But she was too tired.  The moment she was done saving her mommy, she’d have to run to the bathroom and save daddy.  Then she’d have to run downstairs and save Drew.  After that she’d save Muffles, and hurry back to mommy.  In each room, one or two scary people waited for her.  Waited and watched while she worked, then undid her work or came up with worse things to do.

She knew because she’d been doing this for hours.

“Come on,” Mister Jack whispered.  “You can do it.  Don’t you love your mommy?”

She stared across the room at her mommy.  They were lying with their heads pointed in different direction, so her mommy’s face was upside down, almost covered with as many stitches as skin.

She’d done a bad job, she knew.  She couldn’t even cut a straight line with the scissors in school, how was she supposed to do this?

Mommy mouthed some words, but the stitches pulled her lips in funny directions.

She thought maybe she knew what mommy was saying.

“No,” she told Mister Jack.

“No?”

“I don’t love her,” she answered.  She blinked, slow, so she wouldn’t have to look her mommy in the eyes, and tears were squeezed out.

“Alrighty,” Mister Jack said.  “Say goodbye, then.”

Say goodbye.

“Goodbye, mommy,” Riley said, obediently.

Silent, her mom mouthed a reply.

It took a long time.

A long, long time, watching the blood volume tick down, seeing how the breathing rate changed, and the heartbeat slowed.  Knowing how the brain would be affected, knowing what the organs were doing, and the order they were shutting down.

At some point, it ceased to be mommy, became something else.  A moment when her mommy became only a dying thing, a machine of flesh and blood that was winding down.

It was easier.

Didn’t make her chest hurt as much.

Lips that had been fixed up with imperfect stitches mouthed one final sentence.

“There we go,” Mister Jack whispered.  “…There.  That’s it.”

For a little while longer, the three of them rested on the floor of the room.  Mister Jack, Riley, and her mommy.

Others appeared in the doorway, casting the room in shadow.

“She done?”

“She’s done,” Mister Jack said, standing.  He stretched.  “As for what we do with her, we-”

He broke off as the clown in the hallway laughed, an eerie, offbeat sound that seemed to be missing something most laughs had.  It seemed to take Jack a moment to gather why the clown had laughed.

When he looked down, Riley was looking up at him, smiling.  It was a forced expression.

“What’s this?” Jack asked.  He smiled back.  “Something funny?”

“No.  I just… I wanted to smile.”

“Well,” he said.  “Me too.  Let’s smile together.”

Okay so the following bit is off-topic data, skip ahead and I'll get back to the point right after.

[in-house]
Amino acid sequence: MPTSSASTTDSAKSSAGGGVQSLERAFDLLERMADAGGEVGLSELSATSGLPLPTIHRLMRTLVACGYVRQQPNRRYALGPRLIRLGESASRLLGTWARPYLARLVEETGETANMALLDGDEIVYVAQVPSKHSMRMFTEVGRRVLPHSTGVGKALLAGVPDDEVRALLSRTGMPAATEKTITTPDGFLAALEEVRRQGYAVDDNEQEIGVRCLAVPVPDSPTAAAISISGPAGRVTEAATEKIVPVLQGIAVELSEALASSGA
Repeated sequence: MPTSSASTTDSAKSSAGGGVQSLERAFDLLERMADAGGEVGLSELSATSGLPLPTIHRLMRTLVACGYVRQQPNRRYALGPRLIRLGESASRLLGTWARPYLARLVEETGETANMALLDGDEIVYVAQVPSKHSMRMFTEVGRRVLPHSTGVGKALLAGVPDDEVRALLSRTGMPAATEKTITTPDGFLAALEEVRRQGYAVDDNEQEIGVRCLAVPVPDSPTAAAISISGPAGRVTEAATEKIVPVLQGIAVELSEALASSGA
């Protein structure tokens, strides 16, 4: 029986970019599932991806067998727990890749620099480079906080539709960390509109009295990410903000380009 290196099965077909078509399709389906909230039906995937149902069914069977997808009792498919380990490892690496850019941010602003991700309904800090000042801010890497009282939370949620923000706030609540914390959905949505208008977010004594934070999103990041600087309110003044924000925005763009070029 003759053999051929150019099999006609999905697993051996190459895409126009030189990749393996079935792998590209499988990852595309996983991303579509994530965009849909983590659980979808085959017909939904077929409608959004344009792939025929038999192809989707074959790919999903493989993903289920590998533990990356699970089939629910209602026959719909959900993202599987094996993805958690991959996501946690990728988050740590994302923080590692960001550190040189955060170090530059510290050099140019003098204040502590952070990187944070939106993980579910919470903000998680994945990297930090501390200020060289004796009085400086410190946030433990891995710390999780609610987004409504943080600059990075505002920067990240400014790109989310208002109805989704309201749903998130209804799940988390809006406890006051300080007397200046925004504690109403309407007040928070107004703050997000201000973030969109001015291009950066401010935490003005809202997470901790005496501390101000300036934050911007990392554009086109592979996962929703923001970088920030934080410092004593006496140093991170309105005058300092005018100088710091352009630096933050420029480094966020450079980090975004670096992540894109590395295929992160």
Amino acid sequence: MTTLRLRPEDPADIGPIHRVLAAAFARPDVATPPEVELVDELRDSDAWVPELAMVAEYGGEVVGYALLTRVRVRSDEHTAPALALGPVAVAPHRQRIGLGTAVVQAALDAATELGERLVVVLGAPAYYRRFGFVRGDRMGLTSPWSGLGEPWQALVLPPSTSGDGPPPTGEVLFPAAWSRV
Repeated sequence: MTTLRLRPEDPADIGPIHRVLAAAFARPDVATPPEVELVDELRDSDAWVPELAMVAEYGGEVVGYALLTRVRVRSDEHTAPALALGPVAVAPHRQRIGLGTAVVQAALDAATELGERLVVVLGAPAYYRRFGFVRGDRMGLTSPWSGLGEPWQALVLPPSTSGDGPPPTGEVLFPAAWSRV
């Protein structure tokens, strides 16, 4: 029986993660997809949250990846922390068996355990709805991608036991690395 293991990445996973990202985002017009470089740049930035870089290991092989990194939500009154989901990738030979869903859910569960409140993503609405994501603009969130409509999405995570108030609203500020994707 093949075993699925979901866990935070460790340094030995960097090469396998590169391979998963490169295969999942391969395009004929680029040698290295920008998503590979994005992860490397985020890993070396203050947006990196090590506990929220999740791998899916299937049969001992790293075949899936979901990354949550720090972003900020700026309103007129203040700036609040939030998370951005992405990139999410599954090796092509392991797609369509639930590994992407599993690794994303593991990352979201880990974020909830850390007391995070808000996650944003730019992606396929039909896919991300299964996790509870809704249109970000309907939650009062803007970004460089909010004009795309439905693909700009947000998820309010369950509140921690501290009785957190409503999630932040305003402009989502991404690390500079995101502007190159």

She looked momentarily uncertain, but kept the strained smile in place.

“Yes.  Come with us.  We’ll keep you safe.”

She didn’t want to.  She wanted nothing less.

But she had nowhere else to go.

“Yes please,” she said.  “That… that sounds nice.”

Her mother’s final words rang through Riley’s head, the last words she’d before she had become a machine that had stopped working.

Be a good girl.

She’d be good.  She’d be polite and cheerful and she’d do her chores and she would mind her manners and she’d eat all of her dinner and she’d keep her hair nice and she wouldn’t swear and…

November 15th, 2011

She woke from a nightmare that was becoming all too familiar.  Usually it was only a few times a week, fragments.  Now it was more distinct, more cohesive.

She didn’t like it.

As was her habit, she reached across the bed, holding her companion close.

Not enough.  Not warm enough, not responsive, not caring.

He wasn’t family.

She pushed her covers away, annoyed.

Blasto lay there, unmoving.

“Up,” she said.

The hardware worked throughout his body bid him to move.

She stared at him, unfamiliar feelings warring inside her.  The dream was fresh in her mind and she couldn’t banish it, just like she hadn’t been able to banish it yesterday, or the day before, or the day before that.

It was just a little harder every day.

She felt a flare of anger, but pasted a smile on her face instead.  Think happy.

Be good, she thought, and the thought was too close to an idea in her dream.  It had the opposite effect, dashed her resolve to the wind.

She was left only with a mingled sense of unease and frustration.

No mind control?  My fanny!  The darn woman in the suit had put a mind-whammy on her!

It made her upset, which was a terrible way to start the day.  Most days, she could cuddle with whoever was sleeping beside her.  Blasto wasn’t so good at that.

It didn’t help that Blasto had died a week ago.  A stroke, no doubt from stress, in the midst of a refrain of the Love Bugs theme song.  The only thing that let him move now were the control mechanisms she’d set up.

Not so good for snuggling.

Most days, if snuggling didn’t quite cut it, Jack would keep her busy, give her something to do, and entertain her.  Always, his voice in her ear, always ushering her forwards, praising her for being a good girl, for her art, for her talent.  Others were interested.  Her family.